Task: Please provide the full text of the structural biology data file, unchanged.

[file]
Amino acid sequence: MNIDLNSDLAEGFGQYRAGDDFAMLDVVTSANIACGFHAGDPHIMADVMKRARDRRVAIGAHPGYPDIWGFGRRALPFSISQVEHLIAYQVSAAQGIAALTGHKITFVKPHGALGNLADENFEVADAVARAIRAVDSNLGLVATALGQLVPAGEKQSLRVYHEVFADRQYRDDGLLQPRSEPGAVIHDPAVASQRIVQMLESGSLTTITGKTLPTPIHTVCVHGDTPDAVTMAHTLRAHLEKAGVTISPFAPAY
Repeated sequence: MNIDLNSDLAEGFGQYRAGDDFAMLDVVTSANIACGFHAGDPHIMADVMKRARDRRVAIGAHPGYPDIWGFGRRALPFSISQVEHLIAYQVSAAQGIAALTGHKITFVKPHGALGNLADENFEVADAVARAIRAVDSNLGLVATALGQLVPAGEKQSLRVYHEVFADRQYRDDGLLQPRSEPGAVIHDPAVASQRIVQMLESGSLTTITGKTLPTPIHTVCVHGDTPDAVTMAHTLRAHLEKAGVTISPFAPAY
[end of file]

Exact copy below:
Amino acid sequence: MNIDLNSDLAEGFGQYRAGDDFAMLDVVTSANIACGFHAGDPHIMADVMKRARDRRVAIGAHPGYPDIWGFGRRALPFSISQVEHLIAYQVSAAQGIAALTGHKITFVKPHGALGNLADENFEVADAVARAIRAVDSNLGLVATALGQLVPAGEKQSLRVYHEVFADRQYRDDGLLQPRSEPGAVIHDPAVASQRIVQMLESGSLTTITGKTLPTPIHTVCVHGDTPDAVTMAHTLRAHLEKAGVTISPFAPAY
Repeated sequence: MNIDLNSDLAEGFGQYRAGDDFAMLDVVTSANIACGFHAGDPHIMADVMKRARDRRVAIGAHPGYPDIWGFGRRALPFSISQVEHLIAYQVSAAQGIAALTGHKITFVKPHGALGNLADENFEVADAVARAIRAVDSNLGLVATALGQLVPAGEKQSLRVYHEVFADRQYRDDGLLQPRSEPGAVIHDPAVASQRIVQMLESGSLTTITGKTLPTPIHTVCVHGDTPDAVTMAHTLRAHLEKAGVTISPFAPAY